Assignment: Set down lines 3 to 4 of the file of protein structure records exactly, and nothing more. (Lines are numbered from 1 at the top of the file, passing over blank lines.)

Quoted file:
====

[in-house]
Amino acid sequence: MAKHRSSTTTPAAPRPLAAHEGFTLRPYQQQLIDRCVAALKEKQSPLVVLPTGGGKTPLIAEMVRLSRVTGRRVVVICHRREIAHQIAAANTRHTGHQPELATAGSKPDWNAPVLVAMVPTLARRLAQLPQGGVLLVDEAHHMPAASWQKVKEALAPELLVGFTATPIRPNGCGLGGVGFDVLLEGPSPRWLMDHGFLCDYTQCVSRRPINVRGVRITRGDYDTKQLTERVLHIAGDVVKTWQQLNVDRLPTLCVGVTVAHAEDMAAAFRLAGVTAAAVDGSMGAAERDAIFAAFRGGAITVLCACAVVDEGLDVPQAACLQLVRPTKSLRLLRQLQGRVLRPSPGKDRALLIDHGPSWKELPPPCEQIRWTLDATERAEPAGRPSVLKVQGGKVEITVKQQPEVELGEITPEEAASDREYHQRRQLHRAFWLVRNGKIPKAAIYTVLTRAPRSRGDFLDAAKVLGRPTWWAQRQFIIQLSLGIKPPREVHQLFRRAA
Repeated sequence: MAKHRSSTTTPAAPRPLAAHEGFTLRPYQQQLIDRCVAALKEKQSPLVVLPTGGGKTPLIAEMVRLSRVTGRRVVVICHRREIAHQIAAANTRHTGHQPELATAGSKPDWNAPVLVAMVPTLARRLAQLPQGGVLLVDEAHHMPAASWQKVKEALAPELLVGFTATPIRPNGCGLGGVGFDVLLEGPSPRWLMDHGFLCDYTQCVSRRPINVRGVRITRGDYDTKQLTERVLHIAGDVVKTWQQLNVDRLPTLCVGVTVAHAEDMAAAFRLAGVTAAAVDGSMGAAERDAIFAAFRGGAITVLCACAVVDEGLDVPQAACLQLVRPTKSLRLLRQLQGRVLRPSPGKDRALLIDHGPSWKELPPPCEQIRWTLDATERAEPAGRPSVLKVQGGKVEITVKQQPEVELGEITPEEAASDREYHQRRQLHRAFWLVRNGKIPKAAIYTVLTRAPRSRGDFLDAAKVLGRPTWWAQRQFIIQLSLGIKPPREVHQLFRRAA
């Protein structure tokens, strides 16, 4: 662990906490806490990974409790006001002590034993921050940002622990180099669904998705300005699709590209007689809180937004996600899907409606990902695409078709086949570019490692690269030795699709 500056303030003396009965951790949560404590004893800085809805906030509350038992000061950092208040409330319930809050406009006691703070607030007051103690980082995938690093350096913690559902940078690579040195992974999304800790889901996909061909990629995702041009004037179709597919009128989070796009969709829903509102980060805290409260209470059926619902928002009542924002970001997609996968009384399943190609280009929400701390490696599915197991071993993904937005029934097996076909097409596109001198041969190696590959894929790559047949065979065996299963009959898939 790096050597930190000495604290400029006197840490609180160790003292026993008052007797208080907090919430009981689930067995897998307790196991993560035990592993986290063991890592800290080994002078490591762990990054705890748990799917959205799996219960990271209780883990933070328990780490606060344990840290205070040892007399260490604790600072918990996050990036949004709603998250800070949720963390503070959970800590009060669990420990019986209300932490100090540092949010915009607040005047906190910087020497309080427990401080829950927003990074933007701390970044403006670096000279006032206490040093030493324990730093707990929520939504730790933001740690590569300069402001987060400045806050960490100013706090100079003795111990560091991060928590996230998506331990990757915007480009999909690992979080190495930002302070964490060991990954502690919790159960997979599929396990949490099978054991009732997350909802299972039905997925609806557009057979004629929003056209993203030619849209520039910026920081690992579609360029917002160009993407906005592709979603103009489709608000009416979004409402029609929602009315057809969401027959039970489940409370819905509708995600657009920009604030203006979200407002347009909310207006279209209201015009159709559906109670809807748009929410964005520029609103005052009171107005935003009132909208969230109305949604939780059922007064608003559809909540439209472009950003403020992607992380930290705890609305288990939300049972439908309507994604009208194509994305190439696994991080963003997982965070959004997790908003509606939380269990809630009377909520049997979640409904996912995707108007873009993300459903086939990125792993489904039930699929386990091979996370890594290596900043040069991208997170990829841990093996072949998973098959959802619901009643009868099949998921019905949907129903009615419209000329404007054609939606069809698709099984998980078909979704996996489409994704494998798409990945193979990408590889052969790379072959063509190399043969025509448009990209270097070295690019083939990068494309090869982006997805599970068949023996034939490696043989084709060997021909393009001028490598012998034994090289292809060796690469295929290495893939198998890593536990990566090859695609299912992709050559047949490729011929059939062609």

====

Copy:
Repeated sequence: MAKHRSSTTTPAAPRPLAAHEGFTLRPYQQQLIDRCVAALKEKQSPLVVLPTGGGKTPLIAEMVRLSRVTGRRVVVICHRREIAHQIAAANTRHTGHQPELATAGSKPDWNAPVLVAMVPTLARRLAQLPQGGVLLVDEAHHMPAASWQKVKEALAPELLVGFTATPIRPNGCGLGGVGFDVLLEGPSPRWLMDHGFLCDYTQCVSRRPINVRGVRITRGDYDTKQLTERVLHIAGDVVKTWQQLNVDRLPTLCVGVTVAHAEDMAAAFRLAGVTAAAVDGSMGAAERDAIFAAFRGGAITVLCACAVVDEGLDVPQAACLQLVRPTKSLRLLRQLQGRVLRPSPGKDRALLIDHGPSWKELPPPCEQIRWTLDATERAEPAGRPSVLKVQGGKVEITVKQQPEVELGEITPEEAASDREYHQRRQLHRAFWLVRNGKIPKAAIYTVLTRAPRSRGDFLDAAKVLGRPTWWAQRQFIIQLSLGIKPPREVHQLFRRAA
């Protein structure tokens, strides 16, 4: 662990906490806490990974409790006001002590034993921050940002622990180099669904998705300005699709590209007689809180937004996600899907409606990902695409078709086949570019490692690269030795699709 500056303030003396009965951790949560404590004893800085809805906030509350038992000061950092208040409330319930809050406009006691703070607030007051103690980082995938690093350096913690559902940078690579040195992974999304800790889901996909061909990629995702041009004037179709597919009128989070796009969709829903509102980060805290409260209470059926619902928002009542924002970001997609996968009384399943190609280009929400701390490696599915197991071993993904937005029934097996076909097409596109001198041969190696590959894929790559047949065979065996299963009959898939 790096050597930190000495604290400029006197840490609180160790003292026993008052007797208080907090919430009981689930067995897998307790196991993560035990592993986290063991890592800290080994002078490591762990990054705890748990799917959205799996219960990271209780883990933070328990780490606060344990840290205070040892007399260490604790600072918990996050990036949004709603998250800070949720963390503070959970800590009060669990420990019986209300932490100090540092949010915009607040005047906190910087020497309080427990401080829950927003990074933007701390970044403006670096000279006032206490040093030493324990730093707990929520939504730790933001740690590569300069402001987060400045806050960490100013706090100079003795111990560091991060928590996230998506331990990757915007480009999909690992979080190495930002302070964490060991990954502690919790159960997979599929396990949490099978054991009732997350909802299972039905997925609806557009057979004629929003056209993203030619849209520039910026920081690992579609360029917002160009993407906005592709979603103009489709608000009416979004409402029609929602009315057809969401027959039970489940409370819905509708995600657009920009604030203006979200407002347009909310207006279209209201015009159709559906109670809807748009929410964005520029609103005052009171107005935003009132909208969230109305949604939780059922007064608003559809909540439209472009950003403020992607992380930290705890609305288990939300049972439908309507994604009208194509994305190439696994991080963003997982965070959004997790908003509606939380269990809630009377909520049997979640409904996912995707108007873009993300459903086939990125792993489904039930699929386990091979996370890594290596900043040069991208997170990829841990093996072949998973098959959802619901009643009868099949998921019905949907129903009615419209000329404007054609939606069809698709099984998980078909979704996996489409994704494998798409990945193979990408590889052969790379072959063509190399043969025509448009990209270097070295690019083939990068494309090869982006997805599970068949023996034939490696043989084709060997021909393009001028490598012998034994090289292809060796690469295929290495893939198998890593536990990566090859695609299912992709050559047949490729011929059939062609």